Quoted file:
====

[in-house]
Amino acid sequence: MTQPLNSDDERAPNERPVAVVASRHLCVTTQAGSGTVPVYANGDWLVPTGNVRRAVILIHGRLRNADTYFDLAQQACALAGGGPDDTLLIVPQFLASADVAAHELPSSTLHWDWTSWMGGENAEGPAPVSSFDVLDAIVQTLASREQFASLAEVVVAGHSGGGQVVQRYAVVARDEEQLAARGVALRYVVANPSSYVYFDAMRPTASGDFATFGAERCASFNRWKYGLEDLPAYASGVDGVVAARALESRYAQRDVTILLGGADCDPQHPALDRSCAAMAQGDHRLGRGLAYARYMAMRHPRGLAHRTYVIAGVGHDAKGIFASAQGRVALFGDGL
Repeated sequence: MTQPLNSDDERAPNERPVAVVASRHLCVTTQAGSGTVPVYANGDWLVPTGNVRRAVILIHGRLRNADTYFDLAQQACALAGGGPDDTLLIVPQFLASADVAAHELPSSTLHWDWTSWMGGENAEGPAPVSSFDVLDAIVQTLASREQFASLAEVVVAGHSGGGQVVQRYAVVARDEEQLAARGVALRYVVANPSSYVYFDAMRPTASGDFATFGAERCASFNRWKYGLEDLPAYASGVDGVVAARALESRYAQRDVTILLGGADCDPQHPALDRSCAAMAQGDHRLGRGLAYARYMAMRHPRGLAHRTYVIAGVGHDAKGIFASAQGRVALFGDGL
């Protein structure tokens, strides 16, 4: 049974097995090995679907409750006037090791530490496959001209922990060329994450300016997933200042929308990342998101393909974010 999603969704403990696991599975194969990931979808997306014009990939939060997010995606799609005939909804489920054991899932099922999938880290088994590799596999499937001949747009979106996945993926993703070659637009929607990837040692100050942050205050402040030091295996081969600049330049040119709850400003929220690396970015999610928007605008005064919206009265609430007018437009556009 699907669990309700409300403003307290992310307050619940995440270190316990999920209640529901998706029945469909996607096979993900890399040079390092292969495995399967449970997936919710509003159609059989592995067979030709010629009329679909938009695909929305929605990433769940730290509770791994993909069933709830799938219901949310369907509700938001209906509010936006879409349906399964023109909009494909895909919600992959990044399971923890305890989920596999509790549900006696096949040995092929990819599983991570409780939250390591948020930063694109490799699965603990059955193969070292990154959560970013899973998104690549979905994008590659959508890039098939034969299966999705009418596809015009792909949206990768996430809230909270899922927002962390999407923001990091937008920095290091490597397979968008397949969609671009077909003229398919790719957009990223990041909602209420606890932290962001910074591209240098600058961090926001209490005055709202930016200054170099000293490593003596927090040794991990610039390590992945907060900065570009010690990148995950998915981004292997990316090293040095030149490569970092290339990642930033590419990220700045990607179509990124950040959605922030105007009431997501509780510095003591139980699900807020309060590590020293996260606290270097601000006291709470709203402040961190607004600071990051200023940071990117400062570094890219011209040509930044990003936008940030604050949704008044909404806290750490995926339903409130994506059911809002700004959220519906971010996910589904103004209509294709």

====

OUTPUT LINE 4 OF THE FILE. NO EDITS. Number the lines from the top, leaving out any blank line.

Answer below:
């Protein structure tokens, strides 16, 4: 049974097995090995679907409750006037090791530490496959001209922990060329994450300016997933200042929308990342998101393909974010 999603969704403990696991599975194969990931979808997306014009990939939060997010995606799609005939909804489920054991899932099922999938880290088994590799596999499937001949747009979106996945993926993703070659637009929607990837040692100050942050205050402040030091295996081969600049330049040119709850400003929220690396970015999610928007605008005064919206009265609430007018437009556009 699907669990309700409300403003307290992310307050619940995440270190316990999920209640529901998706029945469909996607096979993900890399040079390092292969495995399967449970997936919710509003159609059989592995067979030709010629009329679909938009695909929305929605990433769940730290509770791994993909069933709830799938219901949310369907509700938001209906509010936006879409349906399964023109909009494909895909919600992959990044399971923890305890989920596999509790549900006696096949040995092929990819599983991570409780939250390591948020930063694109490799699965603990059955193969070292990154959560970013899973998104690549979905994008590659959508890039098939034969299966999705009418596809015009792909949206990768996430809230909270899922927002962390999407923001990091937008920095290091490597397979968008397949969609671009077909003229398919790719957009990223990041909602209420606890932290962001910074591209240098600058961090926001209490005055709202930016200054170099000293490593003596927090040794991990610039390590992945907060900065570009010690990148995950998915981004292997990316090293040095030149490569970092290339990642930033590419990220700045990607179509990124950040959605922030105007009431997501509780510095003591139980699900807020309060590590020293996260606290270097601000006291709470709203402040961190607004600071990051200023940071990117400062570094890219011209040509930044990003936008940030604050949704008044909404806290750490995926339903409130994506059911809002700004959220519906971010996910589904103004209509294709």